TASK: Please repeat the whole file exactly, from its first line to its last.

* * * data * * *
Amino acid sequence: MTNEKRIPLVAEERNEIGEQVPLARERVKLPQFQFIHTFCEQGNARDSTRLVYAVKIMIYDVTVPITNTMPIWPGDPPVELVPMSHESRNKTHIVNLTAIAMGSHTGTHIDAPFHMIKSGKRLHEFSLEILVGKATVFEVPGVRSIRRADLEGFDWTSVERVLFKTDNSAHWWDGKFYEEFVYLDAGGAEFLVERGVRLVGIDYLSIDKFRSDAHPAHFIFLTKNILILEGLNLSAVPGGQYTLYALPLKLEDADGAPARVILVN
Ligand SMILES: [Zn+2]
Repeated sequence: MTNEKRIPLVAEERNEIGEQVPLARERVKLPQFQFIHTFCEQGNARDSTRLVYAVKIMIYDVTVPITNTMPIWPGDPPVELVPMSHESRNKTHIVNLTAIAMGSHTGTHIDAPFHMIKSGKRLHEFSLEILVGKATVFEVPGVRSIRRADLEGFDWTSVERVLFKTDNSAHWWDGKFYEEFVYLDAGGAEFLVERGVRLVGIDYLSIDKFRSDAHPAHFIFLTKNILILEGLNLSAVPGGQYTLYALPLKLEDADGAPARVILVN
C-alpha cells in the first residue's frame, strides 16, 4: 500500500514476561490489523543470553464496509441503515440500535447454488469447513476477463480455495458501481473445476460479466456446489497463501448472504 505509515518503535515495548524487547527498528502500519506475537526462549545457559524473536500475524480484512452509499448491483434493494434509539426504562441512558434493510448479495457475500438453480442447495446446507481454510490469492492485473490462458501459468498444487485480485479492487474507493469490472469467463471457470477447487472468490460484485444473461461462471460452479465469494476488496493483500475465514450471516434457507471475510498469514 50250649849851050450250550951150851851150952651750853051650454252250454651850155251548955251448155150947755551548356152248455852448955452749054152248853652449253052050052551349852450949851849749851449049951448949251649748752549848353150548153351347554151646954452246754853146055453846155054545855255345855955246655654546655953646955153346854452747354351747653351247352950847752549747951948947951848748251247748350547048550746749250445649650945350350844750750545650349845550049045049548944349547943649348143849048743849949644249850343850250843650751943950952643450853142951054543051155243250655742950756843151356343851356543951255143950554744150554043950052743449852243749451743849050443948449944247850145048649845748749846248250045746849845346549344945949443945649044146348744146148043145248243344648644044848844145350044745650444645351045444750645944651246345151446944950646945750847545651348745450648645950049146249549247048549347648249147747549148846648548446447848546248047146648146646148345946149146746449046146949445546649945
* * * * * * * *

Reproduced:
Amino acid sequence: MTNEKRIPLVAEERNEIGEQVPLARERVKLPQFQFIHTFCEQGNARDSTRLVYAVKIMIYDVTVPITNTMPIWPGDPPVELVPMSHESRNKTHIVNLTAIAMGSHTGTHIDAPFHMIKSGKRLHEFSLEILVGKATVFEVPGVRSIRRADLEGFDWTSVERVLFKTDNSAHWWDGKFYEEFVYLDAGGAEFLVERGVRLVGIDYLSIDKFRSDAHPAHFIFLTKNILILEGLNLSAVPGGQYTLYALPLKLEDADGAPARVILVN
Ligand SMILES: [Zn+2]
Repeated sequence: MTNEKRIPLVAEERNEIGEQVPLARERVKLPQFQFIHTFCEQGNARDSTRLVYAVKIMIYDVTVPITNTMPIWPGDPPVELVPMSHESRNKTHIVNLTAIAMGSHTGTHIDAPFHMIKSGKRLHEFSLEILVGKATVFEVPGVRSIRRADLEGFDWTSVERVLFKTDNSAHWWDGKFYEEFVYLDAGGAEFLVERGVRLVGIDYLSIDKFRSDAHPAHFIFLTKNILILEGLNLSAVPGGQYTLYALPLKLEDADGAPARVILVN
C-alpha cells in the first residue's frame, strides 16, 4: 500500500514476561490489523543470553464496509441503515440500535447454488469447513476477463480455495458501481473445476460479466456446489497463501448472504 505509515518503535515495548524487547527498528502500519506475537526462549545457559524473536500475524480484512452509499448491483434493494434509539426504562441512558434493510448479495457475500438453480442447495446446507481454510490469492492485473490462458501459468498444487485480485479492487474507493469490472469467463471457470477447487472468490460484485444473461461462471460452479465469494476488496493483500475465514450471516434457507471475510498469514 50250649849851050450250550951150851851150952651750853051650454252250454651850155251548955251448155150947755551548356152248455852448955452749054152248853652449253052050052551349852450949851849749851449049951448949251649748752549848353150548153351347554151646954452246754853146055453846155054545855255345855955246655654546655953646955153346854452747354351747653351247352950847752549747951948947951848748251247748350547048550746749250445649650945350350844750750545650349845550049045049548944349547943649348143849048743849949644249850343850250843650751943950952643450853142951054543051155243250655742950756843151356343851356543951255143950554744150554043950052743449852243749451743849050443948449944247850145048649845748749846248250045746849845346549344945949443945649044146348744146148043145248243344648644044848844145350044745650444645351045444750645944651246345151446944950646945750847545651348745450648645950049146249549247048549347648249147747549148846648548446447848546248047146648146646148345946149146746449046146949445546649945